(Adds file photo of MSCI logo)
By Julien Ponthus and Daniel Bases
NEW YORK, Sept 14 (Reuters) - MSCI, the global stock index provider, is closely monitoring how Argentina is navigating its financial turmoil, reiterating the decision to reclassify it as an emerging market could be reversed should it restrict market access, the company’s chief executive told Reuters on Friday.
Henry Fernandez made clear he was currently satisfied with how President Mauricio Macri’s administration was dealing with Argentina’s financial crisis using “free market tools” but was nevertheless ready to act should the situation change.
MSCI’s benchmarks are widely used, with some $14 trillion in investors’ assets tracked against them. Its blessing, including its bestowal of an emerging market classification, can launch billions of dollars from index-tracking funds into markets around the world, especially developing economies.
The upgrade to “emerging market” status that Argentina received in June remains a rare positive development for the country, whose currency has so far this year has lost over 50 percent of its value against the dollar.
Argentina was downgraded to a “frontier market” status in 2009 after former populist President Cristina Fernandez imposed capital controls, which international investors hate.
“We are definitely monitoring the country daily and very carefully for any signals of conditions that would create lack of accessibility for international investors into their equity markets,” MSCI’s Fernandez said.
“We will be watching that and can definitely reverse our decision before it gets implemented” in May 2019, he added.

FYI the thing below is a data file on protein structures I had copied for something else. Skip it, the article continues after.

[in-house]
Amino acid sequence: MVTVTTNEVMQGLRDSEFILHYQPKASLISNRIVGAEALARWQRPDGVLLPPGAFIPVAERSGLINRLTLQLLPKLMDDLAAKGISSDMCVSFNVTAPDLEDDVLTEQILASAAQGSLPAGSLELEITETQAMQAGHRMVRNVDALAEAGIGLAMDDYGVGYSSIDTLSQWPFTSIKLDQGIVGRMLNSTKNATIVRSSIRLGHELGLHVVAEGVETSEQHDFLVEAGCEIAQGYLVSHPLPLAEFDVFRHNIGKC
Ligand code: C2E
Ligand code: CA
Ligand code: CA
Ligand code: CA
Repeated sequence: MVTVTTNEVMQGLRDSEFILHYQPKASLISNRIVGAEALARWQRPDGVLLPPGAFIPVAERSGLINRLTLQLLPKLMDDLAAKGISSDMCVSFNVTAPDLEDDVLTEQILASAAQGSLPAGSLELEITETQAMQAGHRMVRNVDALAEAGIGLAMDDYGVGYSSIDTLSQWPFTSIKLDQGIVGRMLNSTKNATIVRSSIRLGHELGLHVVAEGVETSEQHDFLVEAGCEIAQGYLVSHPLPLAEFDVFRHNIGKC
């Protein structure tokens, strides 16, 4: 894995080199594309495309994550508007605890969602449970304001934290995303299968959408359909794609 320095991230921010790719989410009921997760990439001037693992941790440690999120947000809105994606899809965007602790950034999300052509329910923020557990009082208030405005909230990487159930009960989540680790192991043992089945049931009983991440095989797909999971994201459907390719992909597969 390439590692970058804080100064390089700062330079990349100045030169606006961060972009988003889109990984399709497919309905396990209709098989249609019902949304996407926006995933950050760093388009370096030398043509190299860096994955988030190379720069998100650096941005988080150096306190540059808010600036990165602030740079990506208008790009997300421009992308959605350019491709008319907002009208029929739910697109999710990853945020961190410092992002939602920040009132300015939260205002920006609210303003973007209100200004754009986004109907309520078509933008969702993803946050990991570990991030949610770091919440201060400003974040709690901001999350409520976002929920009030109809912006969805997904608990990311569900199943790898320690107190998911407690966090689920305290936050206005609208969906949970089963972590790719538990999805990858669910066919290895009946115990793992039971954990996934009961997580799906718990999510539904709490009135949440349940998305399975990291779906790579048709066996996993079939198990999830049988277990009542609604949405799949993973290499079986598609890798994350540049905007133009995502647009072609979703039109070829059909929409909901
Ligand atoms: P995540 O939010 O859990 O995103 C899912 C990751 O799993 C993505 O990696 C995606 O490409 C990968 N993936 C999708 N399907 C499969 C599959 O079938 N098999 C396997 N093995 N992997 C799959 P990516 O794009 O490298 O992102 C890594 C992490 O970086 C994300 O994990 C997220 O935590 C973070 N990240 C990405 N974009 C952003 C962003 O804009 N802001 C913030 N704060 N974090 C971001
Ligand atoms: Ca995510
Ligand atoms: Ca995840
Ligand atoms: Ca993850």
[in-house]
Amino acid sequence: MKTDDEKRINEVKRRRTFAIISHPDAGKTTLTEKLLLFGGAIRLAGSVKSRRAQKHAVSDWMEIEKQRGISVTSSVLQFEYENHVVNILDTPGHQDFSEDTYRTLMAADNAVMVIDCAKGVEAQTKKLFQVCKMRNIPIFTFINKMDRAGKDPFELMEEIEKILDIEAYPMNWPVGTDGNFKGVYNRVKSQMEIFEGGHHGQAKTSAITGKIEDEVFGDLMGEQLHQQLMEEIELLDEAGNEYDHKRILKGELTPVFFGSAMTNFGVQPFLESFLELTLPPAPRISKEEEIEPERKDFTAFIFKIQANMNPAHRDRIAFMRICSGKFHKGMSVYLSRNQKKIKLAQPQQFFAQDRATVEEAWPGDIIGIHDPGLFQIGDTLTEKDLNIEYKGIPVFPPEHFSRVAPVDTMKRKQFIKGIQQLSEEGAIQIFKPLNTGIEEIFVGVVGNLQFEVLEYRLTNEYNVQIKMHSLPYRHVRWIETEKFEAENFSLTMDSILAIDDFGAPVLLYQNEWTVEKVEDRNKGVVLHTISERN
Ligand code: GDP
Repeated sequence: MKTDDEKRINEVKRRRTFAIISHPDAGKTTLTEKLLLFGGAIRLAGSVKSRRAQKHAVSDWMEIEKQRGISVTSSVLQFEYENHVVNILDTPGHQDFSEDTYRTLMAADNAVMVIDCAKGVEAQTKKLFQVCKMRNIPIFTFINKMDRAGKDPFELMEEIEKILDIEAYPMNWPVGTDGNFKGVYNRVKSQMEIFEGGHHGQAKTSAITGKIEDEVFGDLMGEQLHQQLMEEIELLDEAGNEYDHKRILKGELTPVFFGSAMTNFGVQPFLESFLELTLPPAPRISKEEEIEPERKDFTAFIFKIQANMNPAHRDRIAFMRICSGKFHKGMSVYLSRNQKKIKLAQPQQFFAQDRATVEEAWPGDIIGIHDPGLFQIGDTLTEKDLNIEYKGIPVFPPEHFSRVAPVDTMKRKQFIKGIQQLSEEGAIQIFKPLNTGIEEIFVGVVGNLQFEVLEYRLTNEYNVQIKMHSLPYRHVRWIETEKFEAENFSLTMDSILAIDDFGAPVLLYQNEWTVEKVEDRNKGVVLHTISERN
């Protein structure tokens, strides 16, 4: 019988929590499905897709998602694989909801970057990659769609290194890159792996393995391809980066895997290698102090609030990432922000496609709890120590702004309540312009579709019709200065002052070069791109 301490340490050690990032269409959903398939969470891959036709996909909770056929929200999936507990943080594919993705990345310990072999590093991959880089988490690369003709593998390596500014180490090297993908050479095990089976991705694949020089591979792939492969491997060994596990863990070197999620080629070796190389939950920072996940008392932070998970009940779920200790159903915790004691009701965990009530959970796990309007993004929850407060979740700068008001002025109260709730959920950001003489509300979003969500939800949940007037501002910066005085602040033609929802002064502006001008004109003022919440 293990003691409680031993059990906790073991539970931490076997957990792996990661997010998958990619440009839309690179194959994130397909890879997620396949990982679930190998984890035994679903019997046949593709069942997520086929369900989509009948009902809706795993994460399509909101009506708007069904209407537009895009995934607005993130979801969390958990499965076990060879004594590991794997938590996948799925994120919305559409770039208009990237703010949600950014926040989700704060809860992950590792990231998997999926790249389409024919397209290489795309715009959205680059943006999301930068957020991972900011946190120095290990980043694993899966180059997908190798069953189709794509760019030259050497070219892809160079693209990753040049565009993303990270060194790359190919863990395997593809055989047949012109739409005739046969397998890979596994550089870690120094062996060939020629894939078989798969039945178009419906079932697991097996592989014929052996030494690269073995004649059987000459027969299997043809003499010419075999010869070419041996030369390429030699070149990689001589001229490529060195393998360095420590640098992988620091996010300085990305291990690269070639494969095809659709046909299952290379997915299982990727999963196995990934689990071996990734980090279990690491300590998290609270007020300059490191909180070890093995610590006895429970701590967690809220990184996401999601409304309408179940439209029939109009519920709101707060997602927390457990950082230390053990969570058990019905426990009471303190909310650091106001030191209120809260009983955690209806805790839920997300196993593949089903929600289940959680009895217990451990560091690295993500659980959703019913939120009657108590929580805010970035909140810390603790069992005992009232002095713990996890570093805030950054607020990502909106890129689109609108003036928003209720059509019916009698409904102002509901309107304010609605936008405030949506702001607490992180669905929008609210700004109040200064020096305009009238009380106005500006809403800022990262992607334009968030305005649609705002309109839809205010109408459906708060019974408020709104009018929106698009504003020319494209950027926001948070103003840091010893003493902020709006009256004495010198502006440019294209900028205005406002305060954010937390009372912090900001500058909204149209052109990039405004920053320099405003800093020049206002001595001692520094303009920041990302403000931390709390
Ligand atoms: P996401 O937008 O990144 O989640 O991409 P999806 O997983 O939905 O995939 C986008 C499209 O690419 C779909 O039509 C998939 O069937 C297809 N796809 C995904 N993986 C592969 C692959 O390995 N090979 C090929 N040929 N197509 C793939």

Investor concerns about Argentina’s debt burden and current account deficit have prompted a run on the peso and the government has sought financial assistance from the International Monetary Fund.
Last month, the country’s central bank hoisted its key interest rate to an unnerving 60 percent to try to stabilize the peso and calm inflation.
One key difference from the last wave of emerging market financial crises two decades ago lies in the fact that the governments of Argentina and Turkey have not resorted to such tools as capital controls.
“If you go back 10, maybe 20 years, countries like this, their first reaction would have been to start slapping all sort of tariffs or controls” but they are now focusing on long-term fixes rather than a “short-term band-aid,” Fernandez said.
MSCI’s Fernandez argued that Argentina’s woes mainly resulted from its own economy, not from the stress caused by such issues as rising interest rates in the United States.
“I would not blame the conditions in Argentina on external factors”, the MSCI head said, arguing that it had failed to implement structural reform for decades and that the healing process would take several years.
He also added that the financial situation in emerging markets “could get worse before it gets better” given the challenges these countries face with investor capital moving to benefit from U.S. monetary tightening, trade tensions or rising oil prices. (Additional reporting by Rodrigo Campos in New York and Karin Strohecker in London; Editing by Steve Orlofsky)